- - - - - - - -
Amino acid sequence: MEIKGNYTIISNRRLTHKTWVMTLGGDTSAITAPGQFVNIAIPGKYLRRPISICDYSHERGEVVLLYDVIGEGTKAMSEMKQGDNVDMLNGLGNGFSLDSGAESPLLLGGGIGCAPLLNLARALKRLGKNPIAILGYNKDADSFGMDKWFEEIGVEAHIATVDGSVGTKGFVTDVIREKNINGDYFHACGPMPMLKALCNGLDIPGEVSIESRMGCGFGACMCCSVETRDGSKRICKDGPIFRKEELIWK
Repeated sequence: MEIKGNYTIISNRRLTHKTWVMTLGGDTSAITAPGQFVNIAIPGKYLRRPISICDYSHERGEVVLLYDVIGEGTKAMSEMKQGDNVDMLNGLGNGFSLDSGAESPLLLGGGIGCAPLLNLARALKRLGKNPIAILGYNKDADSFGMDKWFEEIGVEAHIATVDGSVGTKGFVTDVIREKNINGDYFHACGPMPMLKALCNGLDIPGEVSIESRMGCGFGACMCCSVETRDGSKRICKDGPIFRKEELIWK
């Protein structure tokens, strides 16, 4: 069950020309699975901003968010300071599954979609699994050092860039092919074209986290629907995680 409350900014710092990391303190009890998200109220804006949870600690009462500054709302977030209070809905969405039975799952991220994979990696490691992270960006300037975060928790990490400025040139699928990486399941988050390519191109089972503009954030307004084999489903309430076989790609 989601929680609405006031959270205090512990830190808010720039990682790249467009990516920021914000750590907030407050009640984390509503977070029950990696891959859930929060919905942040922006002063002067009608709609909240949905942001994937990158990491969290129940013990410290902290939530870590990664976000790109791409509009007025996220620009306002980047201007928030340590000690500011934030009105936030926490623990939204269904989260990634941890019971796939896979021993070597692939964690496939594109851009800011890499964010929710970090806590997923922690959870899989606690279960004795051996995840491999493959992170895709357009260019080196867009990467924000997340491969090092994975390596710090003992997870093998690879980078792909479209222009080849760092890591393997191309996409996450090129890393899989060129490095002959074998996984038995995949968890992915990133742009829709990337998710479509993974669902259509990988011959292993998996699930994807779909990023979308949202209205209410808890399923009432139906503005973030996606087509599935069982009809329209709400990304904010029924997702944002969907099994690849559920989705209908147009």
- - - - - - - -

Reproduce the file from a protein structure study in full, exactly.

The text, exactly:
Amino acid sequence: MEIKGNYTIISNRRLTHKTWVMTLGGDTSAITAPGQFVNIAIPGKYLRRPISICDYSHERGEVVLLYDVIGEGTKAMSEMKQGDNVDMLNGLGNGFSLDSGAESPLLLGGGIGCAPLLNLARALKRLGKNPIAILGYNKDADSFGMDKWFEEIGVEAHIATVDGSVGTKGFVTDVIREKNINGDYFHACGPMPMLKALCNGLDIPGEVSIESRMGCGFGACMCCSVETRDGSKRICKDGPIFRKEELIWK
Repeated sequence: MEIKGNYTIISNRRLTHKTWVMTLGGDTSAITAPGQFVNIAIPGKYLRRPISICDYSHERGEVVLLYDVIGEGTKAMSEMKQGDNVDMLNGLGNGFSLDSGAESPLLLGGGIGCAPLLNLARALKRLGKNPIAILGYNKDADSFGMDKWFEEIGVEAHIATVDGSVGTKGFVTDVIREKNINGDYFHACGPMPMLKALCNGLDIPGEVSIESRMGCGFGACMCCSVETRDGSKRICKDGPIFRKEELIWK
């Protein structure tokens, strides 16, 4: 069950020309699975901003968010300071599954979609699994050092860039092919074209986290629907995680 409350900014710092990391303190009890998200109220804006949870600690009462500054709302977030209070809905969405039975799952991220994979990696490691992270960006300037975060928790990490400025040139699928990486399941988050390519191109089972503009954030307004084999489903309430076989790609 989601929680609405006031959270205090512990830190808010720039990682790249467009990516920021914000750590907030407050009640984390509503977070029950990696891959859930929060919905942040922006002063002067009608709609909240949905942001994937990158990491969290129940013990410290902290939530870590990664976000790109791409509009007025996220620009306002980047201007928030340590000690500011934030009105936030926490623990939204269904989260990634941890019971796939896979021993070597692939964690496939594109851009800011890499964010929710970090806590997923922690959870899989606690279960004795051996995840491999493959992170895709357009260019080196867009990467924000997340491969090092994975390596710090003992997870093998690879980078792909479209222009080849760092890591393997191309996409996450090129890393899989060129490095002959074998996984038995995949968890992915990133742009829709990337998710479509993974669902259509990988011959292993998996699930994807779909990023979308949202209205209410808890399923009432139906503005973030996606087509599935069982009809329209709400990304904010029924997702944002969907099994690849559920989705209908147009």